Tiago Rodrigues

Bela Adormecida

Sleeping Beauty

Sleeping Beauty was the first show staged by Companhia Maior, the result of a residency at the Centro Cultural de Belém. Invited to direct the company’s first creation, Tiago Rodrigues wrote and directed a contemporary version of Sleeping Beauty, where fragments of memories of the performers themselves merge with a reflection on memory, ageing and ‘awakening’ to new worlds.

The Fuel of the Present

‘The prince takes a lifetime to find the palace. He kisses Aurora. He breaks the spell. When the inhabitants of the palace wake up, they realise that time didn’t stop at the moment they fell asleep. While they were sleeping, they were ageing.’ These are more or less the words I’ve used whenever, over the last few months, I’ve tried to explain to someone what Sleeping Beauty is.

The idea of reinventing a ‘classic’ emerged from conversations with Luísa Taveira, the driving force behind the Companhia Maior project. Invited to direct the first creation by this company, I always assumed that this show would also serve to invent and affirm an artistic identity. A group of performers over the age of 60 and with experience in various areas, willing to risk confronting the work of contemporary creators. The ‘classic’, inscribed on the collective imagination, allowed us to use a vocabulary that spanned generations. Being a classical ballet, it was possible to mix disciplines, principally dance and music, but also theatre. I had my first contact with this cast months before rehearsals began, during a ten-day workshop, where we explored personal memories to create fragments and scenes. The awakening of each of the artists with this project found its metaphorical version in the narrative of Sleeping Beauty and the trick of using the past as fuel for the present seemed to me to be the starting point for an adaptation. The past that feeds us in this show is also the artistic tradition of the ‘classic’ debuted in Saint Petersburg, without much success, 120 years ago. Here, Tchaikovsky’s music or Petipa’s choreography fade into memories of characters and performers.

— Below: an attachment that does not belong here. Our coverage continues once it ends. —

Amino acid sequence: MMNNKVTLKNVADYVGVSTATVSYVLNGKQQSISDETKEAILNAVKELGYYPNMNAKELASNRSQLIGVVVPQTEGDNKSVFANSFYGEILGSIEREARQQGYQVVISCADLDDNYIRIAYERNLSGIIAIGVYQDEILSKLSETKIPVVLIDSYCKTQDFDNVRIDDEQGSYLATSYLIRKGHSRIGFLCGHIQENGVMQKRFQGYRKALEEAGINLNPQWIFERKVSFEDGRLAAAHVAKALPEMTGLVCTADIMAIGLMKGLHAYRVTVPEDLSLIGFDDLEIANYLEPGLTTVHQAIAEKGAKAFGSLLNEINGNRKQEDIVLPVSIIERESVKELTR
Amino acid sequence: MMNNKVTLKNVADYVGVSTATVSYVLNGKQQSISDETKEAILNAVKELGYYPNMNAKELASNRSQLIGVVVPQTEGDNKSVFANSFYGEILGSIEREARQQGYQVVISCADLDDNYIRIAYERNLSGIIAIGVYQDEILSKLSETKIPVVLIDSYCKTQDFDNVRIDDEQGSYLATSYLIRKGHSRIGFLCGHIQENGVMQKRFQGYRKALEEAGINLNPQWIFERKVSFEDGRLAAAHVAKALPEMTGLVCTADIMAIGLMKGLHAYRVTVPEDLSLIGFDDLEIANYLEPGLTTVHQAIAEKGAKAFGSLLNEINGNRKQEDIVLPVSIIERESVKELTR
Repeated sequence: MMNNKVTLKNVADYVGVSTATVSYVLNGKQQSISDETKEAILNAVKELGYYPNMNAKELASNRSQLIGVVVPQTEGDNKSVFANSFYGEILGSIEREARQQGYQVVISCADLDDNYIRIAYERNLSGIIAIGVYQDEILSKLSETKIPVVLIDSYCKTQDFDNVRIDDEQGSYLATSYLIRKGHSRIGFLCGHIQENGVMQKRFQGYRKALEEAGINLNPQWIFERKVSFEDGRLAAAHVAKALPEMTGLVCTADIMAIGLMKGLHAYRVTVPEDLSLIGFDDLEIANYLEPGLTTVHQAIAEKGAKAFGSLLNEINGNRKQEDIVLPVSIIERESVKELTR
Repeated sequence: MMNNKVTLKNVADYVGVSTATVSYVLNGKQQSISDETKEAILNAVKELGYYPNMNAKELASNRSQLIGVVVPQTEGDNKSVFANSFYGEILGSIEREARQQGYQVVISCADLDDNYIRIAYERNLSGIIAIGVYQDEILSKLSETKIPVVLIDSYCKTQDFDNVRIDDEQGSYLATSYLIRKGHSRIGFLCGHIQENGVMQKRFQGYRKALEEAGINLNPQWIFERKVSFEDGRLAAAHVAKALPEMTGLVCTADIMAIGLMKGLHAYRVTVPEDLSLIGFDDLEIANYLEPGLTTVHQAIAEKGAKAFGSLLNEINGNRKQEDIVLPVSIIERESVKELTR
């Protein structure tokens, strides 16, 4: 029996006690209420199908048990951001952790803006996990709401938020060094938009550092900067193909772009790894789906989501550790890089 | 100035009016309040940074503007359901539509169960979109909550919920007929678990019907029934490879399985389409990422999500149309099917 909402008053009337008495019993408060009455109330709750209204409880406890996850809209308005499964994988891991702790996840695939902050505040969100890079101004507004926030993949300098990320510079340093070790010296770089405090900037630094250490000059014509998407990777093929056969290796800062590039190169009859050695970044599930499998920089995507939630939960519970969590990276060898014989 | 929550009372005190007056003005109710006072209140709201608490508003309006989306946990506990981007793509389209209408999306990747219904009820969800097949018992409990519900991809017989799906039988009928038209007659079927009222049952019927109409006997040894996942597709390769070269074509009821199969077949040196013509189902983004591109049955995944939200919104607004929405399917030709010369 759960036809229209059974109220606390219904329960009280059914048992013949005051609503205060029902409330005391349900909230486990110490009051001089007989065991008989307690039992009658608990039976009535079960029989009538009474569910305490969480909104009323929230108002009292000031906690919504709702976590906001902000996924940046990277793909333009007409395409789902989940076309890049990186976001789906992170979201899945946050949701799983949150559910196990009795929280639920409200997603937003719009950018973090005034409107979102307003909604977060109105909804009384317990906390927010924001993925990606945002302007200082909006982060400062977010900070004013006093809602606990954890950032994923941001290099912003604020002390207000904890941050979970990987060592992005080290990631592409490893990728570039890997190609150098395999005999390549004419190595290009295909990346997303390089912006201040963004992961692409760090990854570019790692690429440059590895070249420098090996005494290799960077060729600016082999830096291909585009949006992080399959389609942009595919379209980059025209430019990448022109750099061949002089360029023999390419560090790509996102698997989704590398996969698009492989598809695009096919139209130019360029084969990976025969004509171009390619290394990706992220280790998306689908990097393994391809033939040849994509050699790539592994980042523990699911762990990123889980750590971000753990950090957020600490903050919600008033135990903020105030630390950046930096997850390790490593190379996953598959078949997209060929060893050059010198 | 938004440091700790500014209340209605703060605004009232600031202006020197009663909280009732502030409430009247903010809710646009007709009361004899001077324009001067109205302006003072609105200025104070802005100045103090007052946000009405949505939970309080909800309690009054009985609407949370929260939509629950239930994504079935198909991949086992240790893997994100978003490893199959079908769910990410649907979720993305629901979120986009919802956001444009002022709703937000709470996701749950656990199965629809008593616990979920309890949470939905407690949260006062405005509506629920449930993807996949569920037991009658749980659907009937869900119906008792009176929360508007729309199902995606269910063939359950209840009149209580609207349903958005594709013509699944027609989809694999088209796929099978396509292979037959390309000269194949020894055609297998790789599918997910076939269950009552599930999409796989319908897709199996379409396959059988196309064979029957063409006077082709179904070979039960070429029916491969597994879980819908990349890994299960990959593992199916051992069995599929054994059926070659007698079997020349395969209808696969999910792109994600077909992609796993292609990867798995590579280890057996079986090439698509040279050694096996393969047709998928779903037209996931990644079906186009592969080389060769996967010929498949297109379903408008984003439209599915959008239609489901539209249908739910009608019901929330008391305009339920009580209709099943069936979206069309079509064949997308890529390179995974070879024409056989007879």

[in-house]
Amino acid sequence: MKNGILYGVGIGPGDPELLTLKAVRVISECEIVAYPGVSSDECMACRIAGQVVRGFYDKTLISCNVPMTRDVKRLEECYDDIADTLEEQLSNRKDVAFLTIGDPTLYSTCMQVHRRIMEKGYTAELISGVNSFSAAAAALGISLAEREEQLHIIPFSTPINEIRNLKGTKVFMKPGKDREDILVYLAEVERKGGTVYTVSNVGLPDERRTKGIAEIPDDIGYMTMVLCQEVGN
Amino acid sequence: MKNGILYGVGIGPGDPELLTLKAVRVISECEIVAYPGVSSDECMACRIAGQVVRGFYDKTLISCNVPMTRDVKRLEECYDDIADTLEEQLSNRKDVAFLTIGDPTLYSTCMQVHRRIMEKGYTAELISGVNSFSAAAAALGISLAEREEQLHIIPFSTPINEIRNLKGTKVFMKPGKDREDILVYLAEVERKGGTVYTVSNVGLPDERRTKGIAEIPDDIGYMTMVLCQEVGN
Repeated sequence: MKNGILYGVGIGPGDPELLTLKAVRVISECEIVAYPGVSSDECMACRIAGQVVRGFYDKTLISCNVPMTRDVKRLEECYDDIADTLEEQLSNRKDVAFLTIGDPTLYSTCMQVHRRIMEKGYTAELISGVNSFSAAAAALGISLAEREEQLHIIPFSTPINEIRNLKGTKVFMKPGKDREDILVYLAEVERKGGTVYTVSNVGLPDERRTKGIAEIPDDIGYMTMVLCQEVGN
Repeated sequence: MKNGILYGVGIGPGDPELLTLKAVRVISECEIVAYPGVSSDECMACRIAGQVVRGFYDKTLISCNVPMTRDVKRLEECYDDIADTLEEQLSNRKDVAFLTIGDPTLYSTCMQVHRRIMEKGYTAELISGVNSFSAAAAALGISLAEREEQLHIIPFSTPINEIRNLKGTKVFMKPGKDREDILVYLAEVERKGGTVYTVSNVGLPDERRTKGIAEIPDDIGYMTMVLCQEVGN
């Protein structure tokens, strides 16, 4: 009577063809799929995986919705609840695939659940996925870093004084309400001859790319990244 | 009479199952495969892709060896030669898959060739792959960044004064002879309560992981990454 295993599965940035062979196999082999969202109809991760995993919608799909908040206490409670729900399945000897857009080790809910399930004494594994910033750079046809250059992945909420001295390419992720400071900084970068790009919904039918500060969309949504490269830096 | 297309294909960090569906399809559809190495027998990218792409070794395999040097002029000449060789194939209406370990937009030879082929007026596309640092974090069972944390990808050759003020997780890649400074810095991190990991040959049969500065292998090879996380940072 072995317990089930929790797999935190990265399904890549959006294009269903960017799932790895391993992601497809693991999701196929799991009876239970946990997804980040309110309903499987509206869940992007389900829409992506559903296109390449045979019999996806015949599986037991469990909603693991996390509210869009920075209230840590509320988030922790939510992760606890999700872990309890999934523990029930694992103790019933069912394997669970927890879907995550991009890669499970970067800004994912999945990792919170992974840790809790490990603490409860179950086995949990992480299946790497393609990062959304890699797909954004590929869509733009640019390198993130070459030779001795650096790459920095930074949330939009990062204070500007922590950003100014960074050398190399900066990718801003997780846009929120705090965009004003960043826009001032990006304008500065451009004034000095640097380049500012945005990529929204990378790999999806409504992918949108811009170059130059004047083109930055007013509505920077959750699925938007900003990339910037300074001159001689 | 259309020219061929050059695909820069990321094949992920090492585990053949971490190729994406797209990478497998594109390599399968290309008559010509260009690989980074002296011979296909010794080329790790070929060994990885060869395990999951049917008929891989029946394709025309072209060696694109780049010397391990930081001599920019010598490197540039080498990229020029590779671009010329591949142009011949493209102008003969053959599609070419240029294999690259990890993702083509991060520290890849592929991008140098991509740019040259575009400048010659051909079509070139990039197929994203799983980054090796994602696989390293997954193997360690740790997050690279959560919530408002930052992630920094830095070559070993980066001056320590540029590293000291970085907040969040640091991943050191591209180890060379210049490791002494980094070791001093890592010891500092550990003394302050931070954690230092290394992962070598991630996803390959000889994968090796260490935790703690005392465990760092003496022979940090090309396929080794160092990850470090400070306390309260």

We could talk about a comment on artistic tradition, but I am more interested in the notion of inheritance. Because tradition is fixed and doesn’t belong to us. But an inheritance, we can spend as we like. We own it.

In Sleeping Beauty, the symbolisms are subverted, analysed or taken literally. An inheritance is owned, always attempting a poetry of the memory. A memory that pursues us or flees from us. A memory that imprisons or frees us. But, inevitably, the memory that is the source of energy that lights up the present.

Tiago Rodrigues


Text and direction
Tiago Rodrigues

António Pedrosa, Carlos Nery, Celeste Melo, Cristina Gonçalves, Diana Coelho, Helena Marchand, Isabel Millet, Isabel Simões, Iva Delgado, Júlia Guerra, Kimberley Ribeiro, Manuela de Sousa Rama, Michel, Vítor Lopes

Staging assistant
Cláudia Gaiolas
Lighting and set designer
Thomas Walgrave
Costume designer
Patrícia Raposo
Bruno Canas
Executive production
Magda Bizarro
Mariana Sampaio
Cláudia Varejão
Magda Bizarro

A production of
Mundo Perfeito and Companhia Maior

In co-production with
Centro Cultural de Belém


Cláudia Varejão
Clara Andermatt
Eduardo Sérgio
Jacinto Lucas Pires
João Lucas
Lula Pena
Rita Bagorro
Rui Horta


28 to 31  october 2010
Centro Cultural de Belém

27 november 2010
Teatro Municipal de Bragança

11 december 2010
Cine-Teatro de Estarreja

21 january 2011
Centro Cultural Vila Flor

15 january 2011
TEMPO – Teatro Municipal de Portimão

28 to 29 january 2011
Teatro Viriato

3 to 6 february 2011
Teatro Carlos Alberto

26 february 2011
Teatro Micaelense
São Miguel, Azores

26 march 2011
Teatro Virgínia
Torres Novas

29 april 2011
Teatro Municipal da Guarda

21 may 2011 
Casa da Cultura
Alfandega da Fé

8 july 2011
Tróia Design Hotel

Photos: © Paulo Martins

© Companhia Maior